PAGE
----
In just fifty days, Joe Biden has taken plenty of us — including me — by surprise. He is clearly rising to the occasion, displaying skills few knew he had. He has learned the trick of under-promising and over-delivering, and when he makes a promise, he knows ahead of time that it’s a sure thing. He also has an apparent gift for delegating the right jobs to the right people. He lets them do their thing while he gives them cover, benignly hovering above the fray. So far, it’s working. Let’s hear it for old white guys with something left in the tank. So the fifty-day mark seems a good time to step back and make a few observations, not so much about Biden, as because of him. Boring but Radical It was Ted Cruz, of all people, who nailed it, albeit unintentionally. In a tweet last week he proclaimed Joe Biden “boring but radical.” He was being nasty, of course, because nasty is all he knows. But to me, it was validation. After four years of total batshit craziness, it turns out b

The Numbskullduggery of the Capitol Rioters

I don’t often make up words, or approve of those who do. But “numbskullduggery” was irresistible. It came to me as I was thinking about the numbskulls who stormed the Capitol on January 6, as the dirt on them continues to populate the news cycles. So far, everything I’ve heard confirms what I thought from the start. These were mostly brainwashed losers, up to the kinds of mischief losers get up to, but on a much larger stage. Yes, some were organized, though not very well. Yes, some were armed, but hadn’t thought through the consequences. Yes, some had military training, but don’t seem to have been very good at it. In other words, numbskullduggery says it all. These guys were not ready for prime time. And when I say “guys,” I’m being gender-neutral. This was an equal-opportunity idiocy, and some of the women who’ve been implicated make me question my assumptions of female superiority. Some of these ladies are right up there on the numbskull-meter with their male counterparts, e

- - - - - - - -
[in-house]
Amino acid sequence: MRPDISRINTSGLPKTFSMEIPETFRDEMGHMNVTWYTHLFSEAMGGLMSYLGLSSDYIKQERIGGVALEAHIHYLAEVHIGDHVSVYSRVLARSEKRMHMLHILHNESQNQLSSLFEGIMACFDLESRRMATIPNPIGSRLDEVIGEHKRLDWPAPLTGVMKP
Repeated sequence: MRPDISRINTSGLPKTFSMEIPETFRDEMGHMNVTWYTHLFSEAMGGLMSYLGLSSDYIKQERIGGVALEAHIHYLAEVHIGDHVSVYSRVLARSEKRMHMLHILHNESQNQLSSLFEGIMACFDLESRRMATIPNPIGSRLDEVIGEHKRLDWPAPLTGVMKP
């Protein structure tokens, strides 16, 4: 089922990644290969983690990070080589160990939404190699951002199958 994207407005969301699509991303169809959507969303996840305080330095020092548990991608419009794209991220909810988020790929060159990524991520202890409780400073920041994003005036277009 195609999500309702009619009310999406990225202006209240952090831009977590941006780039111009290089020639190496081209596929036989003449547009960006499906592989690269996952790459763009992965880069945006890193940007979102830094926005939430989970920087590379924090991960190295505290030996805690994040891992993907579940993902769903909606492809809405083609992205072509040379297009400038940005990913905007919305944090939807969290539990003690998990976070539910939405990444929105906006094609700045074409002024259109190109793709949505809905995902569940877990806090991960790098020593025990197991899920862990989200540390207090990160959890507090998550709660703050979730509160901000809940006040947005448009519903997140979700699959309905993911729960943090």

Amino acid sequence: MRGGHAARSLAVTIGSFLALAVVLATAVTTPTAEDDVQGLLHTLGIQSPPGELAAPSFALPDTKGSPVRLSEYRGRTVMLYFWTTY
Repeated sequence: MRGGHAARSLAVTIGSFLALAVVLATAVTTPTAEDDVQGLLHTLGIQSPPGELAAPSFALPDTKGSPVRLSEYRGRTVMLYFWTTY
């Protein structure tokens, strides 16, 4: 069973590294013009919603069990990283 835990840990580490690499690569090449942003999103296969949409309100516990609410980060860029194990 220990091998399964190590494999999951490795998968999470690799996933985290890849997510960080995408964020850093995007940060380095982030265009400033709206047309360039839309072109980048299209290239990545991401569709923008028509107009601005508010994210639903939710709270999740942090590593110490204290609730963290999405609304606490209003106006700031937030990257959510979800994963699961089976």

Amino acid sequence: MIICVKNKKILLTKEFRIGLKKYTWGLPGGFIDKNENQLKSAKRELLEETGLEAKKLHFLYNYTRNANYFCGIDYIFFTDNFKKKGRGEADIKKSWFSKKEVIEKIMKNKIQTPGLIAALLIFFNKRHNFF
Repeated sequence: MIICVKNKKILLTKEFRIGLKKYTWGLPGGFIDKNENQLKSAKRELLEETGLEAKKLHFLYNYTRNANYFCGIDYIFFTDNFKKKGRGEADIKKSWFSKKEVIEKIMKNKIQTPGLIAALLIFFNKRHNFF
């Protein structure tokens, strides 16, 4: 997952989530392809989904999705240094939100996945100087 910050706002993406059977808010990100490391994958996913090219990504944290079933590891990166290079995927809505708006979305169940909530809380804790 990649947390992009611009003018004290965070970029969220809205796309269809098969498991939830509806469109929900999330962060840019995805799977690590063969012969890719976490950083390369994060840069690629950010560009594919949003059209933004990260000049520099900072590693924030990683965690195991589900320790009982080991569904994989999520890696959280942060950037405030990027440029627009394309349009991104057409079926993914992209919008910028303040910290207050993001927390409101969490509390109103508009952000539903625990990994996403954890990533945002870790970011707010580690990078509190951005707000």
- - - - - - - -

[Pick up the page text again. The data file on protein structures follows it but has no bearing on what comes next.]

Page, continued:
What the GOP Learned from The Former Guy

The Trump legacy is still a work in progress, but the outlines are already on full display. I tried to watch the Former Guy’s CPAC speech. I really did. I hung in there for almost two minutes before I needed a shower. But at least one thing came through loud and clear. In the last four years, Donald Trump gave all Republicans a license to lie, cheat, and steal just as much as their natures allow. And that license has not expired. Trump led by example, and they were happy to follow. We would now be hard put to find a single Republican public figure who doesn’t enjoy the ethical code of a playground bully. Every one of them now lives permanently in an alternate universe where cruelty, inhumanity, and death are policy positions. They see no Covid, no climate change, no dilapidated infrastructure, no racism. They see not a single reason why government should step in and do anything. Fifty senators are content to watch the country incinerate. Imagine what the Bi

Texas and the Myth of Self-Reliance

I don’t know much about Texas. At least, not the real Texas. But I certainly know the Texas mythology, going back to my first Davy Crockett movie when I was six years old. I also know that the Texas mythology is not inconsequential, because apparently much of the Texas electorate still buys into it. Or more likely, they’ve been sold on it. Call it the myth of self-reliance. It’s been passed down through generations in story, song, and John Wayne movies. It’s the myth of the rugged individualist, the free-range cowboy who goes it alone, the Marlboro Man making his own way in the world. It’s the Lone Star State, where the lone Texas Ranger single-handedly holds off a passel of Mexican banditos with one gun tied behind his back. The myth of self-reliance is currently being exposed for the fraud it’s always been. As with all myths, this one’s basis in historical reality was suspect to begin with. And as with all myths, this one continues to be useful, especially